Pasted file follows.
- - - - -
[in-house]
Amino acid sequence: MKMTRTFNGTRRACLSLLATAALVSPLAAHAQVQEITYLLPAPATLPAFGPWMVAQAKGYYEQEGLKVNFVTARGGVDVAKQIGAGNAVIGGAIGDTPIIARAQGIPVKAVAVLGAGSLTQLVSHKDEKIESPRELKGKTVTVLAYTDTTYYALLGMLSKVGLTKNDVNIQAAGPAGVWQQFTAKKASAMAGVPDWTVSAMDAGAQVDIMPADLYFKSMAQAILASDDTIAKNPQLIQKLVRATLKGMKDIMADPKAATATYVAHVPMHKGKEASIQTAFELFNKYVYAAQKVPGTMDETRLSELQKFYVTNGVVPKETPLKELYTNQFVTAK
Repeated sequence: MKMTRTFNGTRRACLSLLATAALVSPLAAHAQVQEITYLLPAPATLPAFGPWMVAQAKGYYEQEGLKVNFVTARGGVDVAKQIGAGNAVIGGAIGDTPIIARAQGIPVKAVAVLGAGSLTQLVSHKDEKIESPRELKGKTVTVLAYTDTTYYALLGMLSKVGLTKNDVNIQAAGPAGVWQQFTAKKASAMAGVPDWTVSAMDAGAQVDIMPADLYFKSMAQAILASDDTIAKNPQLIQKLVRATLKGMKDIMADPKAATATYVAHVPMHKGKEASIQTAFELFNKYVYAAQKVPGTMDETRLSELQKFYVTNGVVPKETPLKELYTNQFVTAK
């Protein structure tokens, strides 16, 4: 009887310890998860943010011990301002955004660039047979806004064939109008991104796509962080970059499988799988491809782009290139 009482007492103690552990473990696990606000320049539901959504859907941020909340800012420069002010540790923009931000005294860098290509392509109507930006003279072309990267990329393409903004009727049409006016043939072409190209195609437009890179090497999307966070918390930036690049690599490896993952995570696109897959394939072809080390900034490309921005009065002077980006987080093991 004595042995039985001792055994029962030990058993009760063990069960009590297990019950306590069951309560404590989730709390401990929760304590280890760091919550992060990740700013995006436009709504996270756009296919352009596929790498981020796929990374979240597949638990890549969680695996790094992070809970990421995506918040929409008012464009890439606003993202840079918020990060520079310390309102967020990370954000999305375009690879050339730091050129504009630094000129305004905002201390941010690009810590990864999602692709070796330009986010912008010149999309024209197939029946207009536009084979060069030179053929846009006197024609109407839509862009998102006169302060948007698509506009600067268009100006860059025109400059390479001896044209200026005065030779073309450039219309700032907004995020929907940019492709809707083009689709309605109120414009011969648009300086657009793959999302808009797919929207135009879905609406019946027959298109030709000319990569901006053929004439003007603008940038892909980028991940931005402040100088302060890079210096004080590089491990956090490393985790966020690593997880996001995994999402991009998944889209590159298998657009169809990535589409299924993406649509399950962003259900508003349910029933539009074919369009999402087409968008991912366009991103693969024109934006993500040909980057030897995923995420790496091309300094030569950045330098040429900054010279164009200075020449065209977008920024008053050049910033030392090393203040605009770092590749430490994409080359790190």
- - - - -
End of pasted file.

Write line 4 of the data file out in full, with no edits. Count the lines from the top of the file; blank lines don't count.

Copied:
């Protein structure tokens, strides 16, 4: 009887310890998860943010011990301002955004660039047979806004064939109008991104796509962080970059499988799988491809782009290139 009482007492103690552990473990696990606000320049539901959504859907941020909340800012420069002010540790923009931000005294860098290509392509109507930006003279072309990267990329393409903004009727049409006016043939072409190209195609437009890179090497999307966070918390930036690049690599490896993952995570696109897959394939072809080390900034490309921005009065002077980006987080093991 004595042995039985001792055994029962030990058993009760063990069960009590297990019950306590069951309560404590989730709390401990929760304590280890760091919550992060990740700013995006436009709504996270756009296919352009596929790498981020796929990374979240597949638990890549969680695996790094992070809970990421995506918040929409008012464009890439606003993202840079918020990060520079310390309102967020990370954000999305375009690879050339730091050129504009630094000129305004905002201390941010690009810590990864999602692709070796330009986010912008010149999309024209197939029946207009536009084979060069030179053929846009006197024609109407839509862009998102006169302060948007698509506009600067268009100006860059025109400059390479001896044209200026005065030779073309450039219309700032907004995020929907940019492709809707083009689709309605109120414009011969648009300086657009793959999302808009797919929207135009879905609406019946027959298109030709000319990569901006053929004439003007603008940038892909980028991940931005402040100088302060890079210096004080590089491990956090490393985790966020690593997880996001995994999402991009998944889209590159298998657009169809990535589409299924993406649509399950962003259900508003349910029933539009074919369009999402087409968008991912366009991103693969024109934006993500040909980057030897995923995420790496091309300094030569950045330098040429900054010279164009200075020449065209977008920024008053050049910033030392090393203040605009770092590749430490994409080359790190």